It’s a big deal because the social expectation we place on university and college students is still very much the same, regardless of how many students are taking more than four years’ time. Even though more and more students are starting to finish their degrees over five, six, or even more than seven years—a concept which may seem completely foreign to some—the onus of responsibility is placed on those students, and they are still seen as the exception to the norm.

The pressure that is placed on students to complete school in accordance with the four-year model is an institutional and societal pressure that is completely unreasonable. No one can predict the kinds of things that come up in life that may require us to take a break from our educations, or make them a lesser priority. For the most part, the four-year model is one that only allows a “timely” graduation for students who have the privilege of being able-bodied and financially secure, among other privileges.

As a society, we should be taking steps to make post-secondary education more accessible to marginalized groups, as well as actually accounting for them once they enter university or college programmes. We should stop lauding the idea of working ourselves to the bone and recognize that being busy all the time is not good for us. We should be less harsh on ourselves and on each other, while making an effort not to think of finishing our programmes in four years—or however many years are prescribed to us—as “normal.”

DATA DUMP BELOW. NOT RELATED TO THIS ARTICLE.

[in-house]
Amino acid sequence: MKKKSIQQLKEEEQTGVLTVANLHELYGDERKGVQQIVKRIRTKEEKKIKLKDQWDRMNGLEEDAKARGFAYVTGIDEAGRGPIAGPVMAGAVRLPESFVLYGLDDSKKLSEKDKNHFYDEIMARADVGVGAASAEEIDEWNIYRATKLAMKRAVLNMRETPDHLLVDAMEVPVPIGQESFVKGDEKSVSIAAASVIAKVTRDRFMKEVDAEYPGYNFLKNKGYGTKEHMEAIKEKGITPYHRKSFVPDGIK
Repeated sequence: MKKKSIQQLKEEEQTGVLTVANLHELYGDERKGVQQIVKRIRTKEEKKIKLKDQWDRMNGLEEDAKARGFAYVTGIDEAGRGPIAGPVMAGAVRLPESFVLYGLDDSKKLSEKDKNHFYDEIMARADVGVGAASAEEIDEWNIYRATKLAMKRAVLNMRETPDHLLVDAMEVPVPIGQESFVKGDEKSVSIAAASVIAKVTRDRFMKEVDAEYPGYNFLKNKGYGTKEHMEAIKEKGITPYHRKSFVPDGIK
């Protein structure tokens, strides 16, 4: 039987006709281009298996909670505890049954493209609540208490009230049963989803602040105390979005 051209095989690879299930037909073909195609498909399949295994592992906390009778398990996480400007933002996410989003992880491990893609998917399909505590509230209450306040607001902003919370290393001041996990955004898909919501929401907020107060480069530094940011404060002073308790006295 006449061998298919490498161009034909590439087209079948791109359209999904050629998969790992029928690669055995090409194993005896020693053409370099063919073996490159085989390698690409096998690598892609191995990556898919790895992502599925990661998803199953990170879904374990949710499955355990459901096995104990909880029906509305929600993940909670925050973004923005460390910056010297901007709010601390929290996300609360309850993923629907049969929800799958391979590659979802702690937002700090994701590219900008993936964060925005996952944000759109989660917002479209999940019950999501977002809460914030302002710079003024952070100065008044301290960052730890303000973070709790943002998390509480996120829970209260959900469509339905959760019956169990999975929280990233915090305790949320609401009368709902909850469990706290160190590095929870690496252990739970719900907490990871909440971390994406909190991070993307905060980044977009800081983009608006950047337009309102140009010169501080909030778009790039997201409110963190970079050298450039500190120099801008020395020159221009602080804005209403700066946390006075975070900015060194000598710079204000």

A degree is a degree, regardless of whether you take four years or eight years to obtain it, and regardless of whether you get it right after high school or in your forties. So, you might as well take care of yourself in the process.